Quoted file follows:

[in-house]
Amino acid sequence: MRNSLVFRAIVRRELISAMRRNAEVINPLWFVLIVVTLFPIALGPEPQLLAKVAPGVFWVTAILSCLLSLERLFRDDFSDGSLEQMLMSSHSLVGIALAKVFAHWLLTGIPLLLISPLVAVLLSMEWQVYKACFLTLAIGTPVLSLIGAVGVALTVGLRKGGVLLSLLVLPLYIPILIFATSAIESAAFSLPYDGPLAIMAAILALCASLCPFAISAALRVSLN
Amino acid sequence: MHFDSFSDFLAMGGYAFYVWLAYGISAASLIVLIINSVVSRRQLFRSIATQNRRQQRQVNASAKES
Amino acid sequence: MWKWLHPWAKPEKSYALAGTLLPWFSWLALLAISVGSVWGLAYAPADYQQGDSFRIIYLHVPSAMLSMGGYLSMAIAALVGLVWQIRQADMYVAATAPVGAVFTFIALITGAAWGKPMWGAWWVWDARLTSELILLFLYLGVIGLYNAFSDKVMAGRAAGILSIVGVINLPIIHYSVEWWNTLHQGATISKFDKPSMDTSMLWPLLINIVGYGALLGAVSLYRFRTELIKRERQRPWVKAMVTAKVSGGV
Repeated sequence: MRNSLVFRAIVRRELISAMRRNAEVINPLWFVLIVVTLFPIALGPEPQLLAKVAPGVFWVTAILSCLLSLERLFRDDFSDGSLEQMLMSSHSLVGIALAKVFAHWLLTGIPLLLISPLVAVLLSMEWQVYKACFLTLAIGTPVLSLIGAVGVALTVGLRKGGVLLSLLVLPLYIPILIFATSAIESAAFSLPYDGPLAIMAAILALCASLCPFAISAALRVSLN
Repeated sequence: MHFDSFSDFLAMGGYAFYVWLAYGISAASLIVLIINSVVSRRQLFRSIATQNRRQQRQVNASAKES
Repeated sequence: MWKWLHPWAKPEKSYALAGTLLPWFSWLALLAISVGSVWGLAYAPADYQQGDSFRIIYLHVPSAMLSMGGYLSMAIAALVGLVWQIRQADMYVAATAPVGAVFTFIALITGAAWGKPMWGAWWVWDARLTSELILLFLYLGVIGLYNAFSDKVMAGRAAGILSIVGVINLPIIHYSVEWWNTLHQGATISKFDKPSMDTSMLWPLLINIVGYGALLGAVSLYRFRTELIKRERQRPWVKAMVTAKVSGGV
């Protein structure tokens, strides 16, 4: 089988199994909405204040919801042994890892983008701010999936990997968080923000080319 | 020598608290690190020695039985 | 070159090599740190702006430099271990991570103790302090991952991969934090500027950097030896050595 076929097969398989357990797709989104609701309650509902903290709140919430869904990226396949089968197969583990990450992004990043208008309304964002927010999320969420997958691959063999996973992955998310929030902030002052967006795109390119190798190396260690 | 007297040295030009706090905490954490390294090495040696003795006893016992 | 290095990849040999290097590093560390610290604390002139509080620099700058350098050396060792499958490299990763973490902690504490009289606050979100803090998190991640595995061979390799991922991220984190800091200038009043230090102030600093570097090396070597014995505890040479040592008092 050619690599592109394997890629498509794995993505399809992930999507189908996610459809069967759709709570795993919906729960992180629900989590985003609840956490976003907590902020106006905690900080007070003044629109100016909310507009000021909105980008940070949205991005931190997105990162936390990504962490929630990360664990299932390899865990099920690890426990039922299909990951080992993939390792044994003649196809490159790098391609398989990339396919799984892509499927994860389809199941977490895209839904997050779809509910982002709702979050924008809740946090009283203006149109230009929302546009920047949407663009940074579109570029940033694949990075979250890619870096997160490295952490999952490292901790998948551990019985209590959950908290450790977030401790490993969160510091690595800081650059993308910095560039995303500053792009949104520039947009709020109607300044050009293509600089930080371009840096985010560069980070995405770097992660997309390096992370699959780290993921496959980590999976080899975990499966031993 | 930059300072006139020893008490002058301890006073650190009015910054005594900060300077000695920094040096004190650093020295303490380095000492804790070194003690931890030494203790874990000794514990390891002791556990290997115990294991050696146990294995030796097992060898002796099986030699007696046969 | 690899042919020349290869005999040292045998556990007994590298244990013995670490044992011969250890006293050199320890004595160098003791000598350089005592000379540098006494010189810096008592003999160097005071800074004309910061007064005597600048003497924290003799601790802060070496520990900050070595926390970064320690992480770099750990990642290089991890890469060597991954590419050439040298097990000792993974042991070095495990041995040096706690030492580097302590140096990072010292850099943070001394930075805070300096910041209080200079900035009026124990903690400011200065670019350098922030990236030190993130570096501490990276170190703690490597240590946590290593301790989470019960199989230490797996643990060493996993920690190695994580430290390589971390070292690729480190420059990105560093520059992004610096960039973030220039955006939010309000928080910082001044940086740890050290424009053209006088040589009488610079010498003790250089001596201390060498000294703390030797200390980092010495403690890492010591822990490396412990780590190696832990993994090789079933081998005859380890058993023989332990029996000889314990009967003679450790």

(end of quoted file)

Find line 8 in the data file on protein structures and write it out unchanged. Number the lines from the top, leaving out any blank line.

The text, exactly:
């Protein structure tokens, strides 16, 4: 089988199994909405204040919801042994890892983008701010999936990997968080923000080319 | 020598608290690190020695039985 | 070159090599740190702006430099271990991570103790302090991952991969934090500027950097030896050595 076929097969398989357990797709989104609701309650509902903290709140919430869904990226396949089968197969583990990450992004990043208008309304964002927010999320969420997958691959063999996973992955998310929030902030002052967006795109390119190798190396260690 | 007297040295030009706090905490954490390294090495040696003795006893016992 | 290095990849040999290097590093560390610290604390002139509080620099700058350098050396060792499958490299990763973490902690504490009289606050979100803090998190991640595995061979390799991922991220984190800091200038009043230090102030600093570097090396070597014995505890040479040592008092 050619690599592109394997890629498509794995993505399809992930999507189908996610459809069967759709709570795993919906729960992180629900989590985003609840956490976003907590902020106006905690900080007070003044629109100016909310507009000021909105980008940070949205991005931190997105990162936390990504962490929630990360664990299932390899865990099920690890426990039922299909990951080992993939390792044994003649196809490159790098391609398989990339396919799984892509499927994860389809199941977490895209839904997050779809509910982002709702979050924008809740946090009283203006149109230009929302546009920047949407663009940074579109570029940033694949990075979250890619870096997160490295952490999952490292901790998948551990019985209590959950908290450790977030401790490993969160510091690595800081650059993308910095560039995303500053792009949104520039947009709020109607300044050009293509600089930080371009840096985010560069980070995405770097992660997309390096992370699959780290993921496959980590999976080899975990499966031993 | 930059300072006139020893008490002058301890006073650190009015910054005594900060300077000695920094040096004190650093020295303490380095000492804790070194003690931890030494203790874990000794514990390891002791556990290997115990294991050696146990294995030796097992060898002796099986030699007696046969 | 690899042919020349290869005999040292045998556990007994590298244990013995670490044992011969250890006293050199320890004595160098003791000598350089005592000379540098006494010189810096008592003999160097005071800074004309910061007064005597600048003497924290003799601790802060070496520990900050070595926390970064320690992480770099750990990642290089991890890469060597991954590419050439040298097990000792993974042991070095495990041995040096706690030492580097302590140096990072010292850099943070001394930075805070300096910041209080200079900035009026124990903690400011200065670019350098922030990236030190993130570096501490990276170190703690490597240590946590290593301790989470019960199989230490797996643990060493996993920690190695994580430290390589971390070292690729480190420059990105560093520059992004610096960039973030220039955006939010309000928080910082001044940086740890050290424009053209006088040589009488610079010498003790250089001596201390060498000294703390030797200390980092010495403690890492010591822990490396412990780590190696832990993994090789079933081998005859380890058993023989332990029996000889314990009967003679450790």